I hope everyone is reading Brent Cohen's work over at Eagles Rewind. He's playing with stats and coming to interesting conclusions, especially with his PVM (Positional Value Multiplier) prospect rankings that add a discerning adjustment to the standard draft preparation.
Brent's goal is to take the consensus draft prospect rankings and apply two main modes of adjustment. First is a risk factor that attempts to quantify how reliable different positions are. He shows that offensive tackles, for example, have a bust rate of only 26%, compared to 50% for quarterbacks and 66% for running backs. One can quibble with the metric (you might adjust for likelihood of Pro Bowl appearances instead of failure to start), but it's a good one to have. The second main adjustment is for positional value, i.e. how much one player is worth relative to another at a different position. Brent uses salary cap data to show a clear hierarchy, from centers and guards at the bottom to defensive ends and quarterbacks (far and away) at the top. Again, you can quibble with the exact numbers, but it's quite promising stuff.
The PVM rankings that emerge are interesting to look at. Certain players receive bumps -- especially quarterbacks. Others fall slightly, like guards and centers. The final result is not a radical departure from the original consensus, but that's not Brent's goal.
It is mine, though. I look at the numbers pulled, especially on salary cap figures, and it's obvious to me that there's a huge disparity in value between different positions. Brent's cap percentages are at right, and you can see that while the middle group is close, there are certain spots that vastly outweigh others. As I described above, the PVM rankings make an adjustment along these lines, but it doesn't come close to matching the discrepancies in value. In expected value terms, if you have two similarly-talented prospects -- one a center and one a defensive end, you should take the defensive end every time. In fact, if you take it literally, the center would have to be three times as good of a prospect as the end to warrant consideration.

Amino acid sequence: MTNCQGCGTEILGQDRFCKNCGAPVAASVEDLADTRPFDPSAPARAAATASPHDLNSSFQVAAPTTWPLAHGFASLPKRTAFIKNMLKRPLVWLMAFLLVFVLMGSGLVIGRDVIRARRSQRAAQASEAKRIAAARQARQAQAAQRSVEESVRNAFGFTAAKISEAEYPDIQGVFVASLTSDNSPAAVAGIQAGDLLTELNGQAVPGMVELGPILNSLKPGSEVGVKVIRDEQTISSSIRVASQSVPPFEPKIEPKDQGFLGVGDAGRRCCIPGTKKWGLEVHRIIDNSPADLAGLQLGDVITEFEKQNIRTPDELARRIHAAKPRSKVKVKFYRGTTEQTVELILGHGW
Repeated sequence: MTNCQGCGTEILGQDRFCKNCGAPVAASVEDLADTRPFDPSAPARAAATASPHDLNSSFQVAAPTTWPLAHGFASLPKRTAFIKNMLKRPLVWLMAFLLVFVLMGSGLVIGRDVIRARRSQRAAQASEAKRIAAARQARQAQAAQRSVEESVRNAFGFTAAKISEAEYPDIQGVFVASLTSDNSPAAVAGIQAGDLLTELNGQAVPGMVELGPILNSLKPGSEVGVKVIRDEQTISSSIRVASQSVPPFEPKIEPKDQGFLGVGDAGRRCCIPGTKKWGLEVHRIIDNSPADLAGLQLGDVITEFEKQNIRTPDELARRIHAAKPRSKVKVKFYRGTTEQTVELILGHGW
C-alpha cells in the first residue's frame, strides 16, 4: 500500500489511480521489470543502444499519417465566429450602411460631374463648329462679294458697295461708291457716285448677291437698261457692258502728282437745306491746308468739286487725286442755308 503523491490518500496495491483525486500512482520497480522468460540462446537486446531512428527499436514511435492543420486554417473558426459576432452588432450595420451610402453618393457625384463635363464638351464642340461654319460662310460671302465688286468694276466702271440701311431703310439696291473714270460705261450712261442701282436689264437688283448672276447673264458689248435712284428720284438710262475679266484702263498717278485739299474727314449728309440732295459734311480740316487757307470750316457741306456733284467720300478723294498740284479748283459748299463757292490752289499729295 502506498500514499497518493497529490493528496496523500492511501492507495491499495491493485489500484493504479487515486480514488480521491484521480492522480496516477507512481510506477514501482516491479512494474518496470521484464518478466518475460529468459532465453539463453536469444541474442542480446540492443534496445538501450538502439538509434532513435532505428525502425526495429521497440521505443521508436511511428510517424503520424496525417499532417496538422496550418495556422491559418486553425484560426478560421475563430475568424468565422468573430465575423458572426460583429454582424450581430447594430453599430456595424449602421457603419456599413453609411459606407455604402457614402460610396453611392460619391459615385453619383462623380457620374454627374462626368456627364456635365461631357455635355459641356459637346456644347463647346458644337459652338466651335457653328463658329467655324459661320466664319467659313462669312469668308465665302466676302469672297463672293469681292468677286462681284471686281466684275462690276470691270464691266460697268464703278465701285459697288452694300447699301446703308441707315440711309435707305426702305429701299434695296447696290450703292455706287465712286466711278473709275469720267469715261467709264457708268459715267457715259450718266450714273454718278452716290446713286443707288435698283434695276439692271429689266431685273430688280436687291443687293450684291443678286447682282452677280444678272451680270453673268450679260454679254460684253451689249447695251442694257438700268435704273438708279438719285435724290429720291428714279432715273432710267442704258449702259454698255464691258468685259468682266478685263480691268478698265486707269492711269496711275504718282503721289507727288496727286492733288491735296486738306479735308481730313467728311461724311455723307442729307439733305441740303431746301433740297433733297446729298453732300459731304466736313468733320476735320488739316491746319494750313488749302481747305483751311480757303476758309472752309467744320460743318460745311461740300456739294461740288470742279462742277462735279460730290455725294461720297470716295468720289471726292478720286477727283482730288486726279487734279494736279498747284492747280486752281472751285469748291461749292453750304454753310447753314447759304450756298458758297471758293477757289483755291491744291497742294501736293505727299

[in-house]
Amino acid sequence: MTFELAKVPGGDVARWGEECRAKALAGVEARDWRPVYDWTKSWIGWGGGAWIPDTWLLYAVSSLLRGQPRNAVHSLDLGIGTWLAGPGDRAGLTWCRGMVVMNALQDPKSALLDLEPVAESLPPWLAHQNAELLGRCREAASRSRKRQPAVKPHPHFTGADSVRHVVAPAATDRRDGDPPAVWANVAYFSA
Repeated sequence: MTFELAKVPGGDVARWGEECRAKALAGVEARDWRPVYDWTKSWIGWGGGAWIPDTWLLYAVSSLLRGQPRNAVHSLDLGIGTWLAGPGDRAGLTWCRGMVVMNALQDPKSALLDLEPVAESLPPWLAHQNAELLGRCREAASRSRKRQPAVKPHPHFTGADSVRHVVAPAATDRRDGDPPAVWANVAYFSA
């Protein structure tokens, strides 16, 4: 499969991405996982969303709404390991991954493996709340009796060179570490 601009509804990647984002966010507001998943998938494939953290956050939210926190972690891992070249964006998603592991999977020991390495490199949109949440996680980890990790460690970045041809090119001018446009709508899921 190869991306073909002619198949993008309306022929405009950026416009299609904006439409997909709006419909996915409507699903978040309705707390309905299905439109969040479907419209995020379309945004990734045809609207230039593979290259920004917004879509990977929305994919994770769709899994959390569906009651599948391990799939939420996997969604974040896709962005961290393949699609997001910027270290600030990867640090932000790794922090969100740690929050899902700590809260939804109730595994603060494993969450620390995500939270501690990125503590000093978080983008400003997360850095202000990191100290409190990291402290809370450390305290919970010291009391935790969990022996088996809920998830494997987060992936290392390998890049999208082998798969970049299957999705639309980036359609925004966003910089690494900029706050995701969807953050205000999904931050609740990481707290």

Maybe this is too extreme of an adjustment for your tastes. If you want something closer to the consensus prospect values, Brent's PVM should serve you well. But I think this more accurately represents the reality on the ground. Chance Warmack may become a Pro Bowl guard -- many scouts rate him as the best player in the draft. But there's a strong case to be made, based on this data, that he would have to be 1.5 times better than the next best cornerback, 1.8 times better than the next best defensive end, or 2.7 times (!!!) better than the next best quarterback.
Plenty of caveats apply here, including the risk factor that I mentioned above. And you may either disagree with the salary cap distinctions entirely or have a more refined model based on it. I also haven't run my own projections for using this data to provide an updated draft list.
But if you look at the draft through this qualitative lens, it's easy to make an affirmative case for a quarterback, even Geno Smith. At this point I don't expect the Eagles to draft him. Most scouts consider Smith the best quarterback prospect, but also suggest that he wouldn't be so in previous years. Average rankings seem to consider him about 20th overall. That doesn't seem like the type of player you want to use your top five pick on.
However, I've said before that you always take the quarterback if you think he's your guy and the data backs that up. A good starting quarterback is worth nearly 50% more than the next most valuable position, according to salary cap numbers (and one might argue that's understating it). It's importance towers over other concerns. That means that even if Smith has a worse chance than average to become a good starter, his expected value from that smaller probability is still high -- likely higher than many players who will be drafted ahead of him. Smith may not be the safe pick, but if the goal is to maximize value, he may be the right one.
Photo from Getty.